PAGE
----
To celebrate Bicycle Quarterly‘s 15th anniversary, we are looking at myths in cycling: things we used to believe, but which we’ve since found out not to be true. This week, we have a ‘double feature’ that looks at fork blades. In the first post, we looked at whether they flex enough to improve comfort. Here we examine the belief that stiffer fork blades make the bike steer better.
Looking at Hahn cornering hard on the comparatively flexible Kaisei ‘TOEI Special’ fork blades (above), you can see that the wheels are perfectly aligned as he scythes around this fast downhill corner. His bike steers no differently from a bike with ultra-stiff fork blades. This goes against the widely held belief that a stiff fork offers more ‘precise’ steering.
Stiffer setups improve the steering response in cars and tricycles, where the forces of cornering flex the suspension components. On a two-wheeler, those forces are aligned with the centerline of the bike, otherwise, the rider would fall over (above, from Bicycle Quarterly‘s article on balancing and steering). Even when you corner hard, the centrifugal forces don’t cause the fork to flex.
At low speeds, the front wheel turns at a greater angle, which puts small lateral loads on the fork, but since you aren’t going fast, you won’t notice the little flex this causes. The one exception is tandems: Due to their long wheelbase, you can feel the flex of the front wheel when cornering very hard on tight mountain hairpin turns.
At high speeds, as in the top photo, the fork turns very little even when you corner hard, so the flex is insignificant – even on a tandem.
The only time you put significant side loads on the bike is when you ride out of the saddle. What you realize then is that the lateral flex of the front wheel is far greater than that of the fork.
Climbing out of the saddle on the same bike with two different front wheels confirmed this: On a wheel with a ‘narrow’ SONdelux generator hub (right), the rim rubbed on the brake pad. With the ‘Wide-Body’ model (left), the rim never touched the brake pads, because the wider flanges make the wheel laterally stiffer. The difference in the flex of the wheels was very noticeable.
By comparison, the fork blades flex only very little: Riding the same ‘Wide-Body’ wheel on bikes with different fork blades (standard vs. flexible Kaisei ‘TOEI Special’), we never had the rim rub on the brake pads – even flexible fork blades are plenty stiff for riding out of the saddle. You can easily test that by pulling sideways on your front rim while holding the handlebars steady. You’ll see the wheel flexing, but there won’t be any visible flex in the fork blades.
Even a flexible wheel corners just fine – I haven’t heard anybody talk about the poor handling of aerodynamic wheels with few spokes (and low lateral stiffness). Still, there is no benefit to a laterally flexible wheel… We asked Schmidt to make the ‘Wide-Body’ hubs for us, because they don’t just reduce brake rub – they also make a much stronger wheel. That allows you to use fewer, thinner spokes, which improves the wheel’s shock absorption, weight and aerodynamics.
The one time when you don’t want your fork blades to flex is when you are braking hard. The longer the lever, the greater the force – so fork blades taper as they move away from the hub. The tops of fork blades are ovalized for the same reason – they have to resist the loads of braking, rather than side-to-side flex. Thanks to these features, the flexible ‘TOEI Special’ fork blades are more than stiff enough for hard braking. Their flex is concentrated at the bottom of the blade, where the forces of braking are small.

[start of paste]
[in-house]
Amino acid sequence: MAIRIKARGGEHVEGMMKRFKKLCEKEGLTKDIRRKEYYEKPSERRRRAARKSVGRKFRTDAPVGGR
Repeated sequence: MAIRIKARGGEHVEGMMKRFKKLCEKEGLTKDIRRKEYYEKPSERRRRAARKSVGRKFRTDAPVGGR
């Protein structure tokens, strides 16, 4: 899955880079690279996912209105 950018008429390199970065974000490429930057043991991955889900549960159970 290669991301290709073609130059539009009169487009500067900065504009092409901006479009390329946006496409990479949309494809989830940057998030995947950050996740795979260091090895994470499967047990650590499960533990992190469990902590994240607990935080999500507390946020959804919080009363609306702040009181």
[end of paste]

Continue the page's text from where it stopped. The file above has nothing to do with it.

Disc brakes are a different matter, as the forces of braking are fed into the fork blade where the caliper attaches. That changes the requirements on fork blades. Using flexible forks with disc brakes will require some more thought and testing.
Contrasting with the myth, slender fork blades actually improve the cornering, because they absorb bumps that would otherwise unsettle the bike. If your bike skips over bumps, the tires lose traction…
If you are a powerful sprinter, the suspension of the fork blades can be a disadvantage: When you work the bike extremely hard while sprinting out of the saddle, slender fork blades can feel a bit like a suspension fork that bobs with your pedal strokes, albeit to a much smaller degree. Even track sprinters don’t need ultra-stiff fork blades; they might choose something like the Kaisei ‘Standard’ fork blades. In fact, since they also rock the bike much more from side-to-side and don’t have brakes, they often use round fork blades.
For the rest of us, we’ve found that the Kaisei ‘TOEI Special’ fork blades (above) take the edge off large bumps to improve comfort, tracking in corners and speed. Steel is a great material for fork blades, because it can flex without affecting its durability: our ‘TOEI Special’ fork blades have been 100% reliable over tens of thousands of miles. I consider them a key component of our bikes, making them faster and more enjoyable at the same time.
- Blog post about flexible forks making the bike more comfortable and faster
- Rene Herse framebuilding parts, including Kaisei ‘TOEI Special’ fork blades
- SON ‘Wide-Body’ generator hubs
- Other posts in this series:
- – Myth 1: Wider tires are slower
– Myth 2: Titanium is lighter than steel
– Myth 3: Fenders slow you down
– Myth 4: Stiffer frames are faster
– Myth 5: An upright position is always more comfortable
– Myth 6: Tread patterns don’t matter on the road
– Myth 7: Tubeless tires roll faster
– Myth 8: Modern components are lighter
– Myth 9: Fork blades don’t flex
– Myth 11: Rear tires should run at (significantly) higher pressures
– Myth 12: Disc brakes work better than rim brakes
– Myth 13: Leaning without Countersteering
– Myth 14: More lumens make a better light
– Myth 15: Marginal gains
– Myth 16: Higher tire pressure is faster